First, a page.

Scooters own Bali (and Asia)

If you plan to see much of Bali, you have two choices: rent a car, or rent a scooter. Bicycles don’t quite work on the main roads as scooters own both the edges of the roads and even some sidewalks.

With a rented car you get a huge benefit — a driver. I wouldn’t even consider renting a car without a driver, unless you have extensive experience with: narrow roadways, and hyperactive scooter drivers. With a driver and a car you can go almost anywhere (I’ll give an example of where you can’t go in a minute). Car travel will be slower than scootering by 25% or more, but if you’re not the dizzy type you can catch up on your reading or try and be zen while watching the scenery (traffic) roll by.

If you mostly plan on frequent days trips from one nearby town to another, I’d recommend renting a scooter. However, you should not be a total beginner. You should either be a scooter owner or someone who has rented scooters during previous vacations in England or the Caribbean. Even with experience under your belt, driving a scooter in Bali or anywhere in Asia is not for the faint of heart.

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Special delivery

In Bali you drive on the left side of the road:

Left hand traffic: ~1/3 of the world. Mostly the UK and its (British) colonies in Oceania (Australia, New Zealand, Fiji, Tonga etc.), Eurasia (Ireland, Malta, Cyprus, India, Malaysia, Indonesia, Philippines etc.), the Caribbean (Antigua and Barbuda, St Kitts and Nevis, Jamaica etc.), and Africa, particularly SE’tern countries (Kenya, Uganda, Botswana, South Africa). The Japanese too drive on the left hand of the road!

Right hand traffic: ~2/3 of the world. These include USA, Canada, most of Europe including France, Spain, Portugal, Germany, Italy and their corresponding colonies, and most of Asia.

(Courtesy of Quora)

Secondly, outside of Denpasar (Bali’s largest city), traffic lights are few and far between. This means that when you come to an intersection, its a negotiation. At the busier intersections you may get lucky and find a traffic cop. But don’t count on it. It’s best to follow a local scooter driver and make your move right behind her.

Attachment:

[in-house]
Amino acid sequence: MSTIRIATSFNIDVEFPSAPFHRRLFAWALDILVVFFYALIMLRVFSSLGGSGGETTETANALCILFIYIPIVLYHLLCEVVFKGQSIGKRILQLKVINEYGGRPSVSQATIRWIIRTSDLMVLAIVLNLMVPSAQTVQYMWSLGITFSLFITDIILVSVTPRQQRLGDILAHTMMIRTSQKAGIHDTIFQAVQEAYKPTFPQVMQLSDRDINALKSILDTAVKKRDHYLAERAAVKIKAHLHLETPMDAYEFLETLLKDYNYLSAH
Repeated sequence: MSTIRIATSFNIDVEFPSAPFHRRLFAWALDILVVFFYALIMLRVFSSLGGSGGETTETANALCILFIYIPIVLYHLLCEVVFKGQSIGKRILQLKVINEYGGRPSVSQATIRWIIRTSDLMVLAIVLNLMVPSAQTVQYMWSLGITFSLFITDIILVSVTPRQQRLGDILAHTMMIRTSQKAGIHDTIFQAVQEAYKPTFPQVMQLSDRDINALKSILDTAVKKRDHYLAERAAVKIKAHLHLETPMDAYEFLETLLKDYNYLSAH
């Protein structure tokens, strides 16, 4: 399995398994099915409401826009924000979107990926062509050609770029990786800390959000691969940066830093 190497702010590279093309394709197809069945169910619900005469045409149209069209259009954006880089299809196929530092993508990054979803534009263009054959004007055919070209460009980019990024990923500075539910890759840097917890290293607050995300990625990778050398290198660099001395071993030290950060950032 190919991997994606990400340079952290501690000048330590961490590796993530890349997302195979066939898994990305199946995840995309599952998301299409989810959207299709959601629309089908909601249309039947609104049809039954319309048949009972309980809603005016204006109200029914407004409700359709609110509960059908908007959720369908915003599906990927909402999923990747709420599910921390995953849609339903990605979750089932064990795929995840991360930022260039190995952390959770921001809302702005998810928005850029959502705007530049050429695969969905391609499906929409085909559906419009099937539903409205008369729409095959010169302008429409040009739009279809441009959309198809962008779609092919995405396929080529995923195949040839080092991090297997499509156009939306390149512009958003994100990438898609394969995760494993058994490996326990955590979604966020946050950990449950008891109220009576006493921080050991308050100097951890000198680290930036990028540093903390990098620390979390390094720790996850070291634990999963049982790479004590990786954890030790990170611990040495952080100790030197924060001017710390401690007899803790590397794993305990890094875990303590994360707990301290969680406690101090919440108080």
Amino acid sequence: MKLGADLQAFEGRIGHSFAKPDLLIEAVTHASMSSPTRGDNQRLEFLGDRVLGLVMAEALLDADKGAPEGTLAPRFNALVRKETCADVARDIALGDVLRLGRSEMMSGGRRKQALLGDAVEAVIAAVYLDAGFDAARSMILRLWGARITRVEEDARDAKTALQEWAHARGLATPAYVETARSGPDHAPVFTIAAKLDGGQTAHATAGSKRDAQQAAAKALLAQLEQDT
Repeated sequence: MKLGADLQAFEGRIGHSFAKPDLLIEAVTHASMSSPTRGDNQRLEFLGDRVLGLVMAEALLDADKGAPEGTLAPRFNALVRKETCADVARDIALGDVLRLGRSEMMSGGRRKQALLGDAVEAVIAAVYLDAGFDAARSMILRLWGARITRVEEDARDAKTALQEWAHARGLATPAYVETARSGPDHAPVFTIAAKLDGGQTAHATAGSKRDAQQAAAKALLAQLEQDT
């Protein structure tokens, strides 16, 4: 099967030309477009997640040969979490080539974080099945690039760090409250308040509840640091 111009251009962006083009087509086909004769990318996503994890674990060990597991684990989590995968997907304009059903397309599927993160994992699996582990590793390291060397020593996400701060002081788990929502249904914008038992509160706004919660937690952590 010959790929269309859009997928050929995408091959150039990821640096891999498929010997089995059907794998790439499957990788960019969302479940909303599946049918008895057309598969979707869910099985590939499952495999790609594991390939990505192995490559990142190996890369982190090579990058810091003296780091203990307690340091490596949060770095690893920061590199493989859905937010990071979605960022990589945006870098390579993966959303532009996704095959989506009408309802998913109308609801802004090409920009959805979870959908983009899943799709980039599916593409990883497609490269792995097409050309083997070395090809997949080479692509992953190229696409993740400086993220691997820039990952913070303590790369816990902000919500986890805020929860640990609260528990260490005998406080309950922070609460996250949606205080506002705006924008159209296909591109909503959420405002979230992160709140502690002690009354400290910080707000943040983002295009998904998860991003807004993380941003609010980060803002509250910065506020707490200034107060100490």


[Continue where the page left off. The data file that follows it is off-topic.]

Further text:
While traffic along the main roads is abundant day or night, if you are going to rent a scooter, try and avoid peak traffic. In addition, getting a smartphone holder that attaches to the scooter’s mirror or handle bar before you arrive in Bali is also a good idea. You can even turn on the “speak louder” option on Google maps, since staring at your phone while scootering is a bad idea.

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Very light traffic at this intersection in Bali

Here’s a case where renting a scooter is relatively easy to do (and a lot more fun than hiring a driver — in addition to being much cheaper). Let’s say you want to go from Pererenan to Canngu:

The dark blue lines are drawn by Google on my timeline from April 29th. I ran a few errands earlier in the day, and just before sunset went with Shelly and a new friend to The Lawn. The red arrow is pointing to one of the main roads across southern Bali (Jl. Raya Canggu). So as you can see, we were able to take a short cut and avoid traffic:

Here’s a satellite view of the area. A red line is pointing to a small, narrow road that cuts across the rice fields, where only scooters can fit. On that particular drive (April 29th) the moon was almost full, and driving the 10-12 minutes from Pererenan to Canggu was a delight.

It is possible to go longer distances by scooter, even going from one side of Bali to the other in under a day. As long as you have previous experience in moment-to-moment intersection negotiations you’ll probably be fine, but most likely not entirely relaxed.

(Here’s a little slide show of various scooter scenes from my trips to Vietnam, Thailand and Bali:)

This slideshow requires JavaScript.


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neillk

An expat from the USA living in Bali

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